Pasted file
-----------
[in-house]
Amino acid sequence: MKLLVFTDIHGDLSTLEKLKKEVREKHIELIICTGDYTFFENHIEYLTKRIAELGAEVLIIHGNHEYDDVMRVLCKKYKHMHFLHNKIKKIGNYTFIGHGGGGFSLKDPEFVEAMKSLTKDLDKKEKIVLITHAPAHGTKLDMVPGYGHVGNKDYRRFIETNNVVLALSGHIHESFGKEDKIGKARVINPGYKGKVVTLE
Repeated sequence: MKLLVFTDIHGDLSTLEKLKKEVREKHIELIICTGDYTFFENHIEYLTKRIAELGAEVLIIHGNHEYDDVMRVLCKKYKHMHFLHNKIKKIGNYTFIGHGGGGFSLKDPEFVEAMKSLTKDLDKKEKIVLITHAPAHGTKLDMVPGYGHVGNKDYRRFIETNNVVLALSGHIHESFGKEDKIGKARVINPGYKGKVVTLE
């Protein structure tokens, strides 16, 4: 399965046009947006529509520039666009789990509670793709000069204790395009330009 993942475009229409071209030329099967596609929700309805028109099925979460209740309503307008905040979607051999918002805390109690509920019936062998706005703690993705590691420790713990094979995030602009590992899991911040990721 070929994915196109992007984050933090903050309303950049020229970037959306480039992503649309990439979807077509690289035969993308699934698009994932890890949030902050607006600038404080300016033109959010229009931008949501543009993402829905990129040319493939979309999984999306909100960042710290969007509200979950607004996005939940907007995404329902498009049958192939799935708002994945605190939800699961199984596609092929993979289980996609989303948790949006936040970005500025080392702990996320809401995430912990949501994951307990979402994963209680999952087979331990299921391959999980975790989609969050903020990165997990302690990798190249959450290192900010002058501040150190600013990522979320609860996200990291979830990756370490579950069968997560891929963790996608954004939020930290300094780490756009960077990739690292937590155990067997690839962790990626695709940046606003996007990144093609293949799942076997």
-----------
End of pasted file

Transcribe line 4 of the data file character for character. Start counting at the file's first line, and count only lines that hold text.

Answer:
């Protein structure tokens, strides 16, 4: 399965046009947006529509520039666009789990509670793709000069204790395009330009 993942475009229409071209030329099967596609929700309805028109099925979460209740309503307008905040979607051999918002805390109690509920019936062998706005703690993705590691420790713990094979995030602009590992899991911040990721 070929994915196109992007984050933090903050309303950049020229970037959306480039992503649309990439979807077509690289035969993308699934698009994932890890949030902050607006600038404080300016033109959010229009931008949501543009993402829905990129040319493939979309999984999306909100960042710290969007509200979950607004996005939940907007995404329902498009049958192939799935708002994945605190939800699961199984596609092929993979289980996609989303948790949006936040970005500025080392702990996320809401995430912990949501994951307990979402994963209680999952087979331990299921391959999980975790989609969050903020990165997990302690990798190249959450290192900010002058501040150190600013990522979320609860996200990291979830990756370490579950069968997560891929963790996608954004939020930290300094780490756009960077990739690292937590155990067997690839962790990626695709940046606003996007990144093609293949799942076997």